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All posts tagged Pollution

Credit: Singularity Hub

Every year, eight million metric tons of plastic enter the ocean, threatening just about every marine species and ecosystem. As the global population grows and countries develop, this is only going to increase, eventually threatening us as well—if it isn’t already.

Founded in 2013 by Boyan Slat, an 18-year-old from the Netherlands, The Ocean Cleanup has been dubbed “the largest cleanup in history.” With the help of a growing list of international partners as well as some advanced technology, Ocean Cleanup’s mission is to help remove the five trillion pieces of plastic currently in the ocean, with deployment scheduled for next year.

In August 2017, the project finalized the design for a u-shaped buoy made of high-density polyethylene nearly two kilometers in length, with a screen extending a few meters below. The system will be positioned based on a series of data points like ocean currents, weather, and location of the plastic and nets. These data points are fed into an algorithm to determine the buoy’s ideal point of deployment.

Read the full article on the massive project to clean up the ocean here.

By  for the Singularity Hub.

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Credit: Shutterstock

 

Winter is back in many parts of our precious world. Skiing and snowboarding trips are on the calendar around the globe. Do you also have a snowy escape lined up? If so, keep on reading to find out how to make your carbon footprint of this trip a barely discernible snowshoe imprint.

To begin, find eco-friendly ski and snowboard equipment – from the actual skis/snowboard to clothing to wax and more. You may also source used equipment instead of buying new to reduce waste to landfill. Remember that you can always recycle/donate used gear that is still in good used condition. Choose jackets, scarves, gloves and boots that are previously loved or made from recycled material. Fleece products, for example, are often made from recycled plastic bottles.

Get to the slopes by using shared shuttle services or other public transportation instead of a personal car. This will help to reduce carbon emissions, air pollution and noise – not to mention eliminate the worry of your car getting stuck in the snow! Check out these ‘car-free’ and ‘no-car-needed’ ski resorts when choosing your holiday destination. Choosing an accommodation and ski resort that is dedicated to greening the slopes will help to lower the negative environmental impact or even result in a carbon neutral holiday. Look for opportunities to offset your footprint. Read more about how one ski resort aims at cutting carbon emissions to zero in the future.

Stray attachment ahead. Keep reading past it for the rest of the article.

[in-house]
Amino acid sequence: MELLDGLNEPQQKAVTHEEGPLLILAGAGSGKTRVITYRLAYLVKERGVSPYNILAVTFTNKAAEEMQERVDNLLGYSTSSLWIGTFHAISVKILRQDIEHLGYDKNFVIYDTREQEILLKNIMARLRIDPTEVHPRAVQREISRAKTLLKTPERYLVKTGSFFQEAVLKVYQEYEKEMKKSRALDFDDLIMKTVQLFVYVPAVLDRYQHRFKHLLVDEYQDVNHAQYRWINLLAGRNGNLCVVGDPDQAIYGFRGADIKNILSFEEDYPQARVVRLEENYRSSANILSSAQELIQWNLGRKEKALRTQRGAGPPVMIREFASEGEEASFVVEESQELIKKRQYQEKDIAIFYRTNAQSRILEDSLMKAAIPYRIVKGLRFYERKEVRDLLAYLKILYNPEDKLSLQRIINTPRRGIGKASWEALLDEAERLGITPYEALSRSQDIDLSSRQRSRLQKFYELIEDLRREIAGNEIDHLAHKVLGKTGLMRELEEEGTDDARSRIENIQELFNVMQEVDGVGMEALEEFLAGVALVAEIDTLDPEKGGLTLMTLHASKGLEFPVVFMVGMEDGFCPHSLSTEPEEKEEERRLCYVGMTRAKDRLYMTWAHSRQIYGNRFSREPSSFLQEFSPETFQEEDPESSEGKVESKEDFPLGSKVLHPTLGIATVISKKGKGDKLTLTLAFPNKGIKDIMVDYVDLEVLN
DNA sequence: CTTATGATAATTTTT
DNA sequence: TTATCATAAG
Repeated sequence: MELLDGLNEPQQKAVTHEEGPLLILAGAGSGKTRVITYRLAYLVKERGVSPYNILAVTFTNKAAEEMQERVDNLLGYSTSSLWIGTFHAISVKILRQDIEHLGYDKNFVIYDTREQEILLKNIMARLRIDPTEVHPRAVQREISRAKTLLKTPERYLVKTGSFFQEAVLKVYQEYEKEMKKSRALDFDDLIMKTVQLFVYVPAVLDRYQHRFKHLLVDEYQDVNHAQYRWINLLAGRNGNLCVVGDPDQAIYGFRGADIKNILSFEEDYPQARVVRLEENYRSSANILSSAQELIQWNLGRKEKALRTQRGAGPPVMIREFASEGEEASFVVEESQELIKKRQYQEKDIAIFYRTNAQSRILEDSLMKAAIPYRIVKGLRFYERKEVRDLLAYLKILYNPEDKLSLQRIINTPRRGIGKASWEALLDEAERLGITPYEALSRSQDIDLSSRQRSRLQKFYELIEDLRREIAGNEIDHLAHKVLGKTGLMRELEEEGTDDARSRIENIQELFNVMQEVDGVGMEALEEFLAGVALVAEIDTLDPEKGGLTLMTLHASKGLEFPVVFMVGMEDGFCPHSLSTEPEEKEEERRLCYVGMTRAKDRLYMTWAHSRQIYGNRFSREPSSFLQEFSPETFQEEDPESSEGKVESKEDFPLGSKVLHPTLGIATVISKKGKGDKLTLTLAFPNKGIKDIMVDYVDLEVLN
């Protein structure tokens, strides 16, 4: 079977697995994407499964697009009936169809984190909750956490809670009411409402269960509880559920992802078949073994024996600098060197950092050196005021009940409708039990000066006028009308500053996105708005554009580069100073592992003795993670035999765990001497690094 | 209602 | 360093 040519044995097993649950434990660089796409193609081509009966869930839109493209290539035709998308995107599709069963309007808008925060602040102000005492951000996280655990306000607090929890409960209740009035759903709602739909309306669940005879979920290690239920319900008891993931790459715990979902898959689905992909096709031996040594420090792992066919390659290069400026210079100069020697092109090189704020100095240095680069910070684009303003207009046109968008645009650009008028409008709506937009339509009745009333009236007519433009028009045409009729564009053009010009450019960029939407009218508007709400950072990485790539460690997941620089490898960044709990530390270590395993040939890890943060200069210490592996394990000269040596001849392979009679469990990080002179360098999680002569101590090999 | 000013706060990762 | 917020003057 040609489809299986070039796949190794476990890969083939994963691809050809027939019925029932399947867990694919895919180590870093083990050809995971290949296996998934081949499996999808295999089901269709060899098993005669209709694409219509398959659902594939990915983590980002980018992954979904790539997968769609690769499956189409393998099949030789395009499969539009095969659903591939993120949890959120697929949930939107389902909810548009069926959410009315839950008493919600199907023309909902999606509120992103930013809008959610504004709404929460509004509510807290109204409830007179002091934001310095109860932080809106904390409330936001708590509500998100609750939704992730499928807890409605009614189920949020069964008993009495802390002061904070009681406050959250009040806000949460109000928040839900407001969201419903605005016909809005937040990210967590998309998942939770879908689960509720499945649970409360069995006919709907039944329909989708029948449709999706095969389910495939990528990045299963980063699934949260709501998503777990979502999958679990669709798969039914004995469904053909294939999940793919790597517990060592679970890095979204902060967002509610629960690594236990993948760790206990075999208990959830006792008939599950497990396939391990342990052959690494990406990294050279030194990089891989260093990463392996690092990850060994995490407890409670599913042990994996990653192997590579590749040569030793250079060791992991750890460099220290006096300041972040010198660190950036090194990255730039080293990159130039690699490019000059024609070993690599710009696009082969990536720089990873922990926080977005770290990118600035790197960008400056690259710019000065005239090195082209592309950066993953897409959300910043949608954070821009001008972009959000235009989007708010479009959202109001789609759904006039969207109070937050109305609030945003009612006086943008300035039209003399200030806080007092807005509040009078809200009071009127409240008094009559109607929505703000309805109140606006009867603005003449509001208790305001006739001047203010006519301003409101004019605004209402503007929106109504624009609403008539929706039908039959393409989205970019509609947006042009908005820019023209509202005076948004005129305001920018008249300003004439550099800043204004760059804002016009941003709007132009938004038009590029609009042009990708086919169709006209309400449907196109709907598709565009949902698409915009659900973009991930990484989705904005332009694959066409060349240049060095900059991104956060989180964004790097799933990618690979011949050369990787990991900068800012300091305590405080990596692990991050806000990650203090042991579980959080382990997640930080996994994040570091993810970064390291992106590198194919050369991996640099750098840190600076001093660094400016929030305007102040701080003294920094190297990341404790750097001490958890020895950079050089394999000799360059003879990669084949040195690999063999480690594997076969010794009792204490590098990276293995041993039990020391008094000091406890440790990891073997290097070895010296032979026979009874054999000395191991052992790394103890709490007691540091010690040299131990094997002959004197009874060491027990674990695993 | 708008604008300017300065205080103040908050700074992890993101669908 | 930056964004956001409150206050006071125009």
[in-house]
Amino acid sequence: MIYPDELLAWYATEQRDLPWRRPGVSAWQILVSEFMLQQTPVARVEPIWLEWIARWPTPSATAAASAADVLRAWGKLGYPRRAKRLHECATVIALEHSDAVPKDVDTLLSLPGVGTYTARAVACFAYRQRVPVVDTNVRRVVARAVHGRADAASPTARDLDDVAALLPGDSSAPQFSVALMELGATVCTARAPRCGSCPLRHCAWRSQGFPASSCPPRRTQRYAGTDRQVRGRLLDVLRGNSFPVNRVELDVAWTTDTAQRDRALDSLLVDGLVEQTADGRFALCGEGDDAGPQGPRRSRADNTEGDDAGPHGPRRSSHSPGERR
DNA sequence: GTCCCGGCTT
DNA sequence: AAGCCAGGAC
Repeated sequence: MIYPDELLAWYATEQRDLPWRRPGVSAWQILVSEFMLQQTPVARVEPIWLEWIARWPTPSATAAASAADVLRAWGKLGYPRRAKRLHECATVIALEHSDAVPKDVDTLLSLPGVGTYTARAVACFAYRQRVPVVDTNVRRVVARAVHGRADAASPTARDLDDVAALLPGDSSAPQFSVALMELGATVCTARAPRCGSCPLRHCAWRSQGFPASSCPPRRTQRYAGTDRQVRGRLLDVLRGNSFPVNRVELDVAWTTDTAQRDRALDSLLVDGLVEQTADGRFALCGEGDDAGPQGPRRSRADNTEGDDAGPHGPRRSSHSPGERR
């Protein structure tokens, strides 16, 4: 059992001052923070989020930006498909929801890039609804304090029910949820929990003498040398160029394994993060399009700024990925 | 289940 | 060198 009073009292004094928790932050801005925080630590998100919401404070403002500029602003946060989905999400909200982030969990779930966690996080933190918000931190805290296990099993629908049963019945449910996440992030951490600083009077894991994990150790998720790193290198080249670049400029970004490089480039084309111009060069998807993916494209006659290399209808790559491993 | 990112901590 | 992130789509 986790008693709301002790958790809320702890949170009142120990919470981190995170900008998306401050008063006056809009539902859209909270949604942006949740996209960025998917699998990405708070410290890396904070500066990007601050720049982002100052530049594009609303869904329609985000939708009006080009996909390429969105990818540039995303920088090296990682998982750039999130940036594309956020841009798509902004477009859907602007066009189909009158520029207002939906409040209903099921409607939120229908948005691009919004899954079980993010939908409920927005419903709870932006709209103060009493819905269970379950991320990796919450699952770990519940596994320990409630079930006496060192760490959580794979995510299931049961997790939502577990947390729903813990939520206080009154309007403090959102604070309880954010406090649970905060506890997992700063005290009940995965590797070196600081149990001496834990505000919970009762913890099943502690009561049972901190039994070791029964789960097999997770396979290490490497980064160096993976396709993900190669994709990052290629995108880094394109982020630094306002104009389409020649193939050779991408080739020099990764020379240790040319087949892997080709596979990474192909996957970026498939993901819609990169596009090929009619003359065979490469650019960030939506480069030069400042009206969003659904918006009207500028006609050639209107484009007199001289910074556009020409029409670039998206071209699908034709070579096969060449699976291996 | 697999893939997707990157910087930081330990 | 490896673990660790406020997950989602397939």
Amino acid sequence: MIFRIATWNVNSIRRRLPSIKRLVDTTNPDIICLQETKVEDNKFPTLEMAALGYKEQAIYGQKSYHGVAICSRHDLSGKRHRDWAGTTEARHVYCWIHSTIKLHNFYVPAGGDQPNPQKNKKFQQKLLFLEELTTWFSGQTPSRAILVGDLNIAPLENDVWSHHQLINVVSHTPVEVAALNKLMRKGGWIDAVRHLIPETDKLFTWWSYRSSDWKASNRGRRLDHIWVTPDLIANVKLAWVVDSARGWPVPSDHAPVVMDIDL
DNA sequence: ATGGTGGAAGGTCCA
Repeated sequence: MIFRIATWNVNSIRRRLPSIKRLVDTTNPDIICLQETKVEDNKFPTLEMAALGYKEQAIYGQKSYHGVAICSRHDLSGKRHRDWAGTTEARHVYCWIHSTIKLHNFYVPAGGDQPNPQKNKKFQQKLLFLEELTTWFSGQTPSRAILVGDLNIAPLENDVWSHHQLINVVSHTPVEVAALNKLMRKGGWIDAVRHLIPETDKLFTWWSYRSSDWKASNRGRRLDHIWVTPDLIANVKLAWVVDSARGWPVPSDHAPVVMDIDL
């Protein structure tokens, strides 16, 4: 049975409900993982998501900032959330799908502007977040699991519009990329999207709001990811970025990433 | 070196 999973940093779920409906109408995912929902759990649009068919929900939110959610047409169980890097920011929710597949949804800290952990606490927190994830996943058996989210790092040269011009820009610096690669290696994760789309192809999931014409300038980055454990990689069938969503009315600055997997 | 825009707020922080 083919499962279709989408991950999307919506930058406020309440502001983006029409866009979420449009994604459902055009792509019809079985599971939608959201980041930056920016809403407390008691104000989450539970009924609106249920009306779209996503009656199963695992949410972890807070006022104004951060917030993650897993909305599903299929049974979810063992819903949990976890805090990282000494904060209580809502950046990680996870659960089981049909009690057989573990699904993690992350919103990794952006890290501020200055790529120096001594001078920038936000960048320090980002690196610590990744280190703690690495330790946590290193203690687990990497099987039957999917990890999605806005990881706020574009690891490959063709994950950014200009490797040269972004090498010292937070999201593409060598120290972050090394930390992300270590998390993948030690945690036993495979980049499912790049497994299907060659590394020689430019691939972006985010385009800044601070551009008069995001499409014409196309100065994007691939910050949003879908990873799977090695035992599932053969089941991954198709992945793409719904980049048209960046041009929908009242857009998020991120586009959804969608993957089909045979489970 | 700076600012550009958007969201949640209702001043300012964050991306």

All set for going down the slopes? For more food for thought on your next active winter vacation, read about the environmental impact of ski resorts and solutions and alternatives here. Let’s all go green so we can keep our slopes powdery!

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Cyprus struggles to manage waste as tourist numbers soar

Categories: Europe, Planet, Recommended Reading
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Tourists on a crowded, sun-drenched beach in the Cypriot resort of Ayia Napa tossed drinks cans into recycling bins as a record-breaking holiday season drew to a close.

With more visitors heading to Cyprus than ever, the Mediterranean island’s waste disposal system is under pressure, despite efforts to cut landfill use and encourage recycling, waste management and tourism, experts say.

Panicos Michael, manager of the five-star Alion Beach Hotel in Ayia Napa, said the rising number of visitors raised major issues. “I think that this will be a big challenge for the island in general to cope with the increased amount of waste that’s going to be produced,” he said.